Though she and her staff of government-funded social workers offer some cultural programs for the Métis kids in their care, and sometimes find the means to bring some youth back to their homelands, she says they can’t afford to offer these visits to everyone.
“We’d love to be able to do this with every single child that we have in care, but how do you do that when you have a limited budget?” she says. “That’s one of the barriers: is the lack of funding for cultural stuff.”
Métis Family Services currently has 137 kids in their care and a budget of $139,000 for “cultural money,” Kao-Lin says. She’d like part of that budget to go towards hiring a full-time cultural worker, as well as honorariums for elders and cultural lessons for kids.
But that leaves little money in the budget for visits to extended family or traditional territories to connect the youth with their communities, she says.
A 2017 report by the Representative for Children and Youth’s Office found that “funding levels and practices – by both the federal and provincial governments – present significant hurdles for DAAs and the staff who work in them.”
“I think what should happen is all the people in the ministry who are funders … should actually do a stint out in a Delegated [Aboriginal] Agency,” like Métis Family Services, she says. “Then they would have a better appreciation of what we have to do out here in the DAA-land because it feels like we don’t have the same kind of funding as the ministry does.”
Beyond drums and dream catchers
Tyler McNulty has never been to his nation’s home territory. Like Walkus, he spent much of his childhood in government care. And like Walkus, he would have appreciated more opportunities to learn about his nation’s unique teachings and values.
McNulty was removed from his home in Burnaby when he was three years old, and he estimates he lived in at least 20 homes after that. None of his foster families were Indigenous — let alone from the K’ómoks First Nation — as far as he knows.
McNulty says he’s always known that he’s K’ómoks because his great-grandparents drilled it into him. His great-grandfather was K’ómoks and his great-grandmother, Deedee, used to share the community’s newsletters with him.
“She just loved the culture,” he says. “She wanted to know everything about it.”
He acknowledges he learned about some Indigenous ways of being through programs at school and in the Lower Mainland community. At the ministry office in New West, he learned how to make dream catchers. And he remembers being taken to powwows on the Tsleil-Waututh reserve. But he wasn’t being taught his own Indigenous culture.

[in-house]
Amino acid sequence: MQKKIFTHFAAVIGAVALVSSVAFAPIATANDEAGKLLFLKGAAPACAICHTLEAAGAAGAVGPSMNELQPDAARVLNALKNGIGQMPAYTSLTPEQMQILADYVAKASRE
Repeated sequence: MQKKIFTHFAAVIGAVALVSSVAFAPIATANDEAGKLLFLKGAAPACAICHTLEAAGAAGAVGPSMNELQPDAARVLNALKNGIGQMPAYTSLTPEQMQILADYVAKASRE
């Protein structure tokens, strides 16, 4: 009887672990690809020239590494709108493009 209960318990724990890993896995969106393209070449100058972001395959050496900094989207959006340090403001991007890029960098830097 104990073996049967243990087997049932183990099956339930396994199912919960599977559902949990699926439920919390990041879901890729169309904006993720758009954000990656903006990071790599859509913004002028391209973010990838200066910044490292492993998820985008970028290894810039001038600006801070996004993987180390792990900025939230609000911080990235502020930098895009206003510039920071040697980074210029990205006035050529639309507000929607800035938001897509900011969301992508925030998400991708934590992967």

In Grade six, he says his social worker hooked him up with an opportunity to spend a week camping with other Indigenous kids on the Chehalis River.
“That was almost like life-changing. It made me realize a lot of things,” he says. “I appreciate hot water because we were camping off a glacier-fed river. We had to wake up, get in the canoe, canoe up the river, run up the mountain and then run back down and then bathe in the river.”
“There was like a ceremony at the end where an elder would like put a blanket on you and say, ‘You’re now a man.’ It was a good experience.”
Despite these highlights, McNulty, who’s now 20, says on the whole his cultural education was “kind of generic.”
“It’s always the same things … you’re going to make drums or you’re going to go make dream catchers,” he says. “I’d rather, like, sit there and actually hear a history lesson basically on where these people came from — what did they stand for, you know?”
He wants to learn about his people, about K’ómoks First Nation. He wants to see more than the glimpse he got from those newsletters years ago. “I don’t know nothing about them, other than their name,” he says.
Learning about his culture is important to him because it was important to his great-grandparents, and he wants to honour them.
Walkus says he, too, learned to drum, dance and sing in elementary school, but he didn’t learn anything about his nation and their unique values and teachings.
His dad tells him that singing and dancing aren’t even part of their traditional culture.
“Our tradition was learning the language of our ancestors and what we did on the land,” Walkus says. “That’s what he taught me.”
This piece was edited by Robin Perelle. Sign up here for our Urban Nation newsletter.